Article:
Pre-nups: unromantic or necessary?

Today German heiress Katrin Radmacher is seeking to escape paying £5.85million to her ex-husband as a result of a prenuptial contract they both signed four months before their wedding in 1998. Nicolas Granatino, 39, agreed he would not make any financial claim on his wife should their marriage collapse.

However, as the marriage fell apart in 2006, he was awarded £5.85 million by the High Court, with the judge saying that, although the contract would have been legally binding in Germany or France, such agreements are not so in the UK (where the couple wed).

The Court of Appeal overruled this judgement in 2009, and stated that the orginal prenuptial contract should be honoured.

Mr Granatino is challenging the Court of Appeal’s decision today.

The nature of such agreements will be tested at the Supreme Court today amid criticism that as prenuptial deals are not seen as binding in the UK, London is the most financially attractive place to separate from a wealthy spouse.

What are your thoughts on prenuptial agreements? Are they necessary and pragmatic? Or a romance killer?

16 Responses to “Pre-nups: unromantic or necessary?”

  1. 1 Julie P
    March 22, 2010 at 16:24

    Prenups keep attorneys in business.

  2. 2 steve
    March 22, 2010 at 16:32

    Given the state of marriage/divorce in the US, you’d be foolish to not have a prenup in the US, given the 50% divorce rate. The question is, will the prenup be enforced? Normally one side can “play dumb” and say they didn’t understand it, even while having an attorney to begin with.. Which is an insult to the concept of equality. You might want Paul mccartney on the show about whether he wished he had a prenup with Heather Mills, or was millions and millions of dollars the going rate for a few years of marriage?

  3. 3 Tony Palfrey
    March 22, 2010 at 16:37

    As we live in a country, the only one in the world, that offers to fix up any wife who leaves her husband on any whim she may choose, with an good income from the state and a new home if required, it is of little wonder that marriage here is little more than a temporary arrangement. Under these weak conditions the contract is almost meaningless and some precautions have to be made if the richer partner isn’t going to be fleeced also by the pro female courts. Our society in England has fallen into total disarray and has let our children down. Good luck to those who seek some protection knowing that statistically they don’t stand a chance if a marriage goes wrong. Maybe if the marriage contract was given more respect in the courts such arrangements would not be so often necessary.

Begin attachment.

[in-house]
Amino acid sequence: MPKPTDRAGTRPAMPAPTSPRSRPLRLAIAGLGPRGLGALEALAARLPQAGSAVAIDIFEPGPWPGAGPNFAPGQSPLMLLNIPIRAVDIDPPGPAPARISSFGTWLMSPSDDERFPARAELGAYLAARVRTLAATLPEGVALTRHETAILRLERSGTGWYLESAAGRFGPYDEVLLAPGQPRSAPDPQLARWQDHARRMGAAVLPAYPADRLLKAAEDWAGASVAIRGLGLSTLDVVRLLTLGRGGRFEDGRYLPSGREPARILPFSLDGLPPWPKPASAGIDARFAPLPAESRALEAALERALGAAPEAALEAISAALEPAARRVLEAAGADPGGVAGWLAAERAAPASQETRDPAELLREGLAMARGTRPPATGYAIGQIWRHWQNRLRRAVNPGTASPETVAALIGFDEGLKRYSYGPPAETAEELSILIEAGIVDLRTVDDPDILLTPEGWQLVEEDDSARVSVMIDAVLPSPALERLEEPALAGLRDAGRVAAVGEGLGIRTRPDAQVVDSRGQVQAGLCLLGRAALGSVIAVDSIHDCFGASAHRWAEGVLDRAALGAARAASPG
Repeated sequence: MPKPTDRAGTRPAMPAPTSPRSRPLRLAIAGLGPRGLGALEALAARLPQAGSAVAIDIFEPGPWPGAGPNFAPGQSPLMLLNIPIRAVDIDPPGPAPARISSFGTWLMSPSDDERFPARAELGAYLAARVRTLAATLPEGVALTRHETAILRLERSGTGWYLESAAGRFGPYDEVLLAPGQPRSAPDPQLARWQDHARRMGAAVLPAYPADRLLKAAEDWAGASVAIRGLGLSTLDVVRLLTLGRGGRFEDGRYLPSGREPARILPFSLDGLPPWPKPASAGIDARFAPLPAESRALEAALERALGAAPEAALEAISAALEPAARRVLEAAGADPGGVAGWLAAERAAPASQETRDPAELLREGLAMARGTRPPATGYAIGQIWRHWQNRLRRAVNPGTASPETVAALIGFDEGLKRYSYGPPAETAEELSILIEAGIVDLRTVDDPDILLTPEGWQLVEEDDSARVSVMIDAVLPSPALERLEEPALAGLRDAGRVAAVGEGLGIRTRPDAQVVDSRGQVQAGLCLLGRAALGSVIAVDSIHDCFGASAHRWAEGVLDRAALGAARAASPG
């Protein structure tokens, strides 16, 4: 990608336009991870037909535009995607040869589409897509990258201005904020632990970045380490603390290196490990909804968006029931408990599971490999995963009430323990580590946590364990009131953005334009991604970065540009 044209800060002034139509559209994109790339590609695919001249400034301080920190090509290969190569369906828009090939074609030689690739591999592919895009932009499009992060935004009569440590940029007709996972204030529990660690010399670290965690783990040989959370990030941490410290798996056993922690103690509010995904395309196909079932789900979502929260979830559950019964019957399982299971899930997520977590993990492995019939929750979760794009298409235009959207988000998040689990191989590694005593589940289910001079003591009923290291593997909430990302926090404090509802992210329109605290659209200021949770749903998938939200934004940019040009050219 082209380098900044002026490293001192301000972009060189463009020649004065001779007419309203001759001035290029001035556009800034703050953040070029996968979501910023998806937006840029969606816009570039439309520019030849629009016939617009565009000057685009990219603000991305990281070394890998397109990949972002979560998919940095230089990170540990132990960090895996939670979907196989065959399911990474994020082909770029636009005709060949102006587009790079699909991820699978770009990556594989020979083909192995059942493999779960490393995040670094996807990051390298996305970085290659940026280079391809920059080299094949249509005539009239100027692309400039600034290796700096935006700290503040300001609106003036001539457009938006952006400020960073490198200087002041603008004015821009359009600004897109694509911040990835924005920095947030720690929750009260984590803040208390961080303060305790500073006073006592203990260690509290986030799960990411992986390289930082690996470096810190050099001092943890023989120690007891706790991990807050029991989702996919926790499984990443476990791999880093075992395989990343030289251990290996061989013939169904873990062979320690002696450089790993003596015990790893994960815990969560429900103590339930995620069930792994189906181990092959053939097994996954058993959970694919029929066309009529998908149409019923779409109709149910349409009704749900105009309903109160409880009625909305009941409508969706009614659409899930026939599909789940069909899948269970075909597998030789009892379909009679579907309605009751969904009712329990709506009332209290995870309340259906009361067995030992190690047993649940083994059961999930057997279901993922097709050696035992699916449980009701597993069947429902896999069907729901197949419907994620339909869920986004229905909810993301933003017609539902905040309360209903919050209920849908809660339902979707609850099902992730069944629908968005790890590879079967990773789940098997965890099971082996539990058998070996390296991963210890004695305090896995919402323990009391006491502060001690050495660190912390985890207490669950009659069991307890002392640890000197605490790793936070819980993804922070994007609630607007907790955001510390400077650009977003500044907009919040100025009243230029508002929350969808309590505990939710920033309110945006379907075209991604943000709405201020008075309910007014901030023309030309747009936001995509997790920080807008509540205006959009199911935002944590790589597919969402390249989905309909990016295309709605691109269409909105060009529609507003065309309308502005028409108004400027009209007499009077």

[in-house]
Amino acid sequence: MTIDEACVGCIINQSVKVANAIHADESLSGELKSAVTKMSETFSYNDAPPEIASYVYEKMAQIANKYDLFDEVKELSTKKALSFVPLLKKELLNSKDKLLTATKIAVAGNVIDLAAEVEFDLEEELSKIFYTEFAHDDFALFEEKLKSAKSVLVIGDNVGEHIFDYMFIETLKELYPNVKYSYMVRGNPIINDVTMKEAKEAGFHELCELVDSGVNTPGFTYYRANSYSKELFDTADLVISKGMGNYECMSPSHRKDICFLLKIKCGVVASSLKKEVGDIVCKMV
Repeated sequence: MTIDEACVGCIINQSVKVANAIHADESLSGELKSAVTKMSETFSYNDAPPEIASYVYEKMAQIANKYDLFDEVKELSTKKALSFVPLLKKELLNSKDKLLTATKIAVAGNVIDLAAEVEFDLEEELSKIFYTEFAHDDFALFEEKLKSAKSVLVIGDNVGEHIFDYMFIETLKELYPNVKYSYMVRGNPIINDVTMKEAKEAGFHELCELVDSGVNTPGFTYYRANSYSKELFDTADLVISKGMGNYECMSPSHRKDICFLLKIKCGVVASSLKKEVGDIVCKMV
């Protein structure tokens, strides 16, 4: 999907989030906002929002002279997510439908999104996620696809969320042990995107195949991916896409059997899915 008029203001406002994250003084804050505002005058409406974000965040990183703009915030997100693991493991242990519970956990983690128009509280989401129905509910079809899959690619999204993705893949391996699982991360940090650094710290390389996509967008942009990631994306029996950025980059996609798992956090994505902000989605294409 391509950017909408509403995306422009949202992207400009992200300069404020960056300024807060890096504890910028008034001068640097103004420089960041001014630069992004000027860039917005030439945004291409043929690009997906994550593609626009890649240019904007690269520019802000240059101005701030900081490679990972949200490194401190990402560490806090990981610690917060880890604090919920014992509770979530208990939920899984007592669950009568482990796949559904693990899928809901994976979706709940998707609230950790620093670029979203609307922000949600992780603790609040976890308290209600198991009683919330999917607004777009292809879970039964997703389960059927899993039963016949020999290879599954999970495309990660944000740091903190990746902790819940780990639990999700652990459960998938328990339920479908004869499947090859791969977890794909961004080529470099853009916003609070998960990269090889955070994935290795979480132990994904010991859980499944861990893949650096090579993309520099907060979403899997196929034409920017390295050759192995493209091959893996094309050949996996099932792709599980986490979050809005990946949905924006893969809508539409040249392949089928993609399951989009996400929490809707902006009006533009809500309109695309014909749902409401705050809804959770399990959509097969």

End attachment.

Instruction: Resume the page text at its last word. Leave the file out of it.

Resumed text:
4. 4 steve
    March 22, 2010 at 16:43

    Actually Julie, Divorce keeps attorneys in business. A prenup would limit the amount of attorney work to be done.

  5. 5 Peter in jamaica
    March 22, 2010 at 16:48

    Prenuptial are, i think one of the worse things lawyers ever created. it tells the couple that they WILL be getting divorced. It may be in a few months or even after a few years or more but you will be getting divorced so keep your monies safe from your spouse buy signing this document.
    Marriage is about love and trust and if you don’t trust the person then don’t marry them. However if you do and the marriage didn’t work then both are entitled to whatever was acquired DURING the length of their marriage provided that they can prove that they contributed to whatever they were claiming for.

  6. 6 patti in cape coral
    March 22, 2010 at 16:57

    If you feel you need a prenup, you probably should not get married, IMO.

  7. 7 Bert
    March 22, 2010 at 17:10

    I’m with Patti. Why bother getting married at all, if you feel the need for a prenup? I mean, what advantages are there to being married these days, anyway, if you feel the need to protect yourself from a potential spouse? Just stay single, and you’ll have none of that to worry about.

  8. 8 viola
    March 22, 2010 at 17:41

    The law of the land trumps pre-nuptial agreements. Otherwise, they’re a great idea so no one can plead ignorance of the deal.

  9. 9 Cabe UK
    March 22, 2010 at 18:27